The last thing that I see churches getting into trouble on is just the size of their search committee and who they invite onto it. The people that we bring on, if we have too many people, it’s like herding cats, especially during busy times of the year. We’ll talk a little bit about who to target and what size of search team you want to look for. What you don’t want to be doing is having to continually postpone meetings because you don’t have the majority of your people. You also want to make sure that the people that you invite have the maturity to agree even when their preferences aren’t met. We’ll talk a little bit more about that as we go along. 


Those are the big areas that we see churches getting in trouble with. Inviting people with agendas. The lack of clarity around job descriptions, around theological close-fisted issues for your church. The lack of clarity around expectations of what’s going on with the search team and also expectations of the amount of time you’re going to need to spend on this. And then the last big piece where churches get in trouble is just the size and the makeup of that search team. We’ll talk more about each of those in future videos, but that’s a good start. If there’s anything that we can do to help you think through who should be on your search team or who shouldn’t be on your search team, there’s a link below. We’d love to be able to have a conversation with you and see how we can serve.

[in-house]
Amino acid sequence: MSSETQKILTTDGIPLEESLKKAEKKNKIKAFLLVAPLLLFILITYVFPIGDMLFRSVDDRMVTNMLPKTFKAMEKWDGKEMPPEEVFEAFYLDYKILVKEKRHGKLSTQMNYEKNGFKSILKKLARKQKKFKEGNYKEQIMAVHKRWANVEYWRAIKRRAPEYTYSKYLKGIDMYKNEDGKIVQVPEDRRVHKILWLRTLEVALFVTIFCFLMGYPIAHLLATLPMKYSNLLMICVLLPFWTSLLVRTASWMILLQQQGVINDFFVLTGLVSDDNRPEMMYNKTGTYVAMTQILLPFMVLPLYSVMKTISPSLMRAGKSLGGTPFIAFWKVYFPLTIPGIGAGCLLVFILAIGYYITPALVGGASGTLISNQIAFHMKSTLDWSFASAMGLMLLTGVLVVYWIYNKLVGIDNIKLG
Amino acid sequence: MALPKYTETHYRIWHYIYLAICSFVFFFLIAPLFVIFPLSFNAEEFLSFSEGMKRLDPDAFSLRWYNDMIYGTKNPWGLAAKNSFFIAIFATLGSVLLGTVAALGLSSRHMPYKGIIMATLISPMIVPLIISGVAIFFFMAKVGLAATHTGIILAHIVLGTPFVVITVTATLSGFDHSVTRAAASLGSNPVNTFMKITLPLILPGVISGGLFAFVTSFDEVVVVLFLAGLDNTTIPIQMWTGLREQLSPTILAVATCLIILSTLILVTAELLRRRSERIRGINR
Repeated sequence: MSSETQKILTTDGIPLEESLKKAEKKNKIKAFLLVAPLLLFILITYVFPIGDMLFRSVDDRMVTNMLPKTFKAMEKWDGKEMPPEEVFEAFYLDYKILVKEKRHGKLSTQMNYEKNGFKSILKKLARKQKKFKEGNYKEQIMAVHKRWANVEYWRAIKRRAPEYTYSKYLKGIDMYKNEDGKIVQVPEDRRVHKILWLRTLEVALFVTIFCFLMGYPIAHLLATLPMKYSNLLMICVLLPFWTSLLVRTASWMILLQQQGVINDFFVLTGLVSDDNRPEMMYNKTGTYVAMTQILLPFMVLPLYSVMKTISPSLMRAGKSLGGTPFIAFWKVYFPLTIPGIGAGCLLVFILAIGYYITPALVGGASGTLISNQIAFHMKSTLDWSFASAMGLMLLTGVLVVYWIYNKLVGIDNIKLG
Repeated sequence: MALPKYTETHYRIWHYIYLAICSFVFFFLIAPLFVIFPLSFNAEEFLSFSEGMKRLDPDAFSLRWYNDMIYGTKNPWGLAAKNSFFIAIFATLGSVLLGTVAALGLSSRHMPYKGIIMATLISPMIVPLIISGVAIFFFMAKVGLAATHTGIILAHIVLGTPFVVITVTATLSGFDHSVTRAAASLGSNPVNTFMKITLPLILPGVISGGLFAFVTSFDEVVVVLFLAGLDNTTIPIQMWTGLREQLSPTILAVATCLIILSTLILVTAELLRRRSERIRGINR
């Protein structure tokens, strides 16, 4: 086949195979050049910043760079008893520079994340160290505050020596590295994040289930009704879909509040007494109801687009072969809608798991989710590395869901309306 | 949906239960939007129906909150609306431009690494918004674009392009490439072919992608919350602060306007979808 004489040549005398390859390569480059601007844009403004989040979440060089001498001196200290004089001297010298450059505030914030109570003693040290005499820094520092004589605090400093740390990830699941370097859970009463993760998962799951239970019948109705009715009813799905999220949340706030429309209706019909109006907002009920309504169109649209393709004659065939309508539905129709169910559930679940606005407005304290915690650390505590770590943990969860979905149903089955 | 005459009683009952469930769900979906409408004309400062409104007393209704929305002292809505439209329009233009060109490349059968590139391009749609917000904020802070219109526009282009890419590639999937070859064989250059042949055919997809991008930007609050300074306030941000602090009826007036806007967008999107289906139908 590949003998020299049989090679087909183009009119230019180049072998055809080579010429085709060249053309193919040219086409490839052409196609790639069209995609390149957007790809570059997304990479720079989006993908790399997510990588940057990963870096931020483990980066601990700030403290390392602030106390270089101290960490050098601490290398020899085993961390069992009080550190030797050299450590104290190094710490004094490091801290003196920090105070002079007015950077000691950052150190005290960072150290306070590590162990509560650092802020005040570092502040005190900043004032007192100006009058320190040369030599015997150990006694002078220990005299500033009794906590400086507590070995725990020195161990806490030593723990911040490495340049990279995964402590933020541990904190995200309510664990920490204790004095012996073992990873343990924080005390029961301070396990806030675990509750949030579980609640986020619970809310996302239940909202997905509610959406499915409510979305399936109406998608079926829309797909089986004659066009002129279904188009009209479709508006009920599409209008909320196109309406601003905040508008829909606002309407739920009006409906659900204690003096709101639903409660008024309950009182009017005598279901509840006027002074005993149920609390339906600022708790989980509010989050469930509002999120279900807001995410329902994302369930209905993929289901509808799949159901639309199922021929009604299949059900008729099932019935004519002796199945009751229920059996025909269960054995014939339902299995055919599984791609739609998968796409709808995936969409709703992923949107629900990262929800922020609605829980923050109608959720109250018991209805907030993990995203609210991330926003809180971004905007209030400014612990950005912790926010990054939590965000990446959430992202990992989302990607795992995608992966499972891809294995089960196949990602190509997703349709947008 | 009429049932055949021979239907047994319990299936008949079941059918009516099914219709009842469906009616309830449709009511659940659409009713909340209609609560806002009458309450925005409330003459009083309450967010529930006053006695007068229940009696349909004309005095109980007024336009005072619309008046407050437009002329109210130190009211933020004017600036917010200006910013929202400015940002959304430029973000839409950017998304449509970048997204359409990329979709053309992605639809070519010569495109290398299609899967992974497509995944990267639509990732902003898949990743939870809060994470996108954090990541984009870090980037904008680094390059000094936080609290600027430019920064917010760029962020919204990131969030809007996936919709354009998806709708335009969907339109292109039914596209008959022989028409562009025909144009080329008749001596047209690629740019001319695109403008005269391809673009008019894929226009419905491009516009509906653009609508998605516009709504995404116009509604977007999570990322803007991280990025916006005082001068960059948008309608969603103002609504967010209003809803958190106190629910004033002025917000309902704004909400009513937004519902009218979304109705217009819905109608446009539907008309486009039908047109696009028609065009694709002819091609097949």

Matt Steen

Matt Steen

Matt has served the local church for over two decades as a youth pastor, church planter, and executive pastor. Originally from Baltimore, Matt currently lives in Orlando, with his wife Theresa, and has a B.S. in Youth Ministry from Nyack College and an M.Div. and MBA from Baylor University. Certified as an Urban Church Planter Coach by Redeemer City to City and as a StratOp facilitator by the Paterson Center, Matt has made a career of helping churches thrive through intentionality, clarity, and creating healthy cultures. He is convinced that a healthy church is led by a healthy team with great chemistry, and loves partnering with Chemistry’s churches to do great things for the Kingdom.